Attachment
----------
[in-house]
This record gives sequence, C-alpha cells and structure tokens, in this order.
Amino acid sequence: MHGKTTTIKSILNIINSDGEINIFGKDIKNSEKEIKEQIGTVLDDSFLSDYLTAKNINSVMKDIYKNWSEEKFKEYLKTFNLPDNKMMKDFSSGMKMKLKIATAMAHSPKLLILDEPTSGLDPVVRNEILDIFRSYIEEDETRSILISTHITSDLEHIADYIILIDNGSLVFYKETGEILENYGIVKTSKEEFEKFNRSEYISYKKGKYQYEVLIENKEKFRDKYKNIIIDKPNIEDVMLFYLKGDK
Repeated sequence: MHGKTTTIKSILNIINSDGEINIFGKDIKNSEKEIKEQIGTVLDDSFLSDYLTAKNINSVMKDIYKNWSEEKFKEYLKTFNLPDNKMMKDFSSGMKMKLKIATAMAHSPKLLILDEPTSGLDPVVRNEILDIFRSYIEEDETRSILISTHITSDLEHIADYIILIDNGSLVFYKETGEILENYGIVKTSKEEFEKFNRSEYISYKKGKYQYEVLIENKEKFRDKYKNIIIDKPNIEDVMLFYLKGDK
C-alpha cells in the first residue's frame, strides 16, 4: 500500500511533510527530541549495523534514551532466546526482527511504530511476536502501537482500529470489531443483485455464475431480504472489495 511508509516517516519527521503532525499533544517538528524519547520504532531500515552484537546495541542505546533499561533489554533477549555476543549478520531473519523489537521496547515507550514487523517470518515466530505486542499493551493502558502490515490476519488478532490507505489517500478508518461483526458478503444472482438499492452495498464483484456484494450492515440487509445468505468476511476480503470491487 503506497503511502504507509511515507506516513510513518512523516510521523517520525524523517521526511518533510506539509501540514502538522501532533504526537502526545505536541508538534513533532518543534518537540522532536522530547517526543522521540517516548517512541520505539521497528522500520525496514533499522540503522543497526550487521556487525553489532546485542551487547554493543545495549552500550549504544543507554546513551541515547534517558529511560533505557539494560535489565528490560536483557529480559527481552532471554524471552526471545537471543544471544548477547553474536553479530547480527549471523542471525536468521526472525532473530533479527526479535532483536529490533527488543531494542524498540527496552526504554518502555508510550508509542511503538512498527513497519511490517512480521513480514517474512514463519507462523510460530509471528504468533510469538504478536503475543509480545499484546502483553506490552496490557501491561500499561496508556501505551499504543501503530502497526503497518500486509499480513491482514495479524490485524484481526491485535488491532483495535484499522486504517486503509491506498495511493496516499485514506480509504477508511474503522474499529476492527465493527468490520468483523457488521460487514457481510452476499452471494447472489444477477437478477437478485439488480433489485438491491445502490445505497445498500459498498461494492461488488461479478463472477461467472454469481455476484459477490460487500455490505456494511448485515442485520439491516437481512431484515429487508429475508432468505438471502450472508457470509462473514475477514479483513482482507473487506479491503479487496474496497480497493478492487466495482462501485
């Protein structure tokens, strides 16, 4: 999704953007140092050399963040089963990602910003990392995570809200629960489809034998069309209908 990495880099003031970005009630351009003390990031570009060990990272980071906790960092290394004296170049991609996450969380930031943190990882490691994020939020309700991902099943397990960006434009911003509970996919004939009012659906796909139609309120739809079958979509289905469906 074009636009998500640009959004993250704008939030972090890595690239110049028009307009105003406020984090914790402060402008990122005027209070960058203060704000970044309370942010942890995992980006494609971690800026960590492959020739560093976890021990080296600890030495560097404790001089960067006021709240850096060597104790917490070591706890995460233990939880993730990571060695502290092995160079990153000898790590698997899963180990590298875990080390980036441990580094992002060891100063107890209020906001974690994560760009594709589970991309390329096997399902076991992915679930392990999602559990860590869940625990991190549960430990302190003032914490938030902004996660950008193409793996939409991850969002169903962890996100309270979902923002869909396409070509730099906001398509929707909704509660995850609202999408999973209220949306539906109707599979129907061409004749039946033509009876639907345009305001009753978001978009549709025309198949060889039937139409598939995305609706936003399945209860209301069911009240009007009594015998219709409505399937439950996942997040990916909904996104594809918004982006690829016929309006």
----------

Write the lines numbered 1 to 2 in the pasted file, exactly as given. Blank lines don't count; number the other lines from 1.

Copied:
[in-house]
This record gives sequence, C-alpha cells and structure tokens, in this order.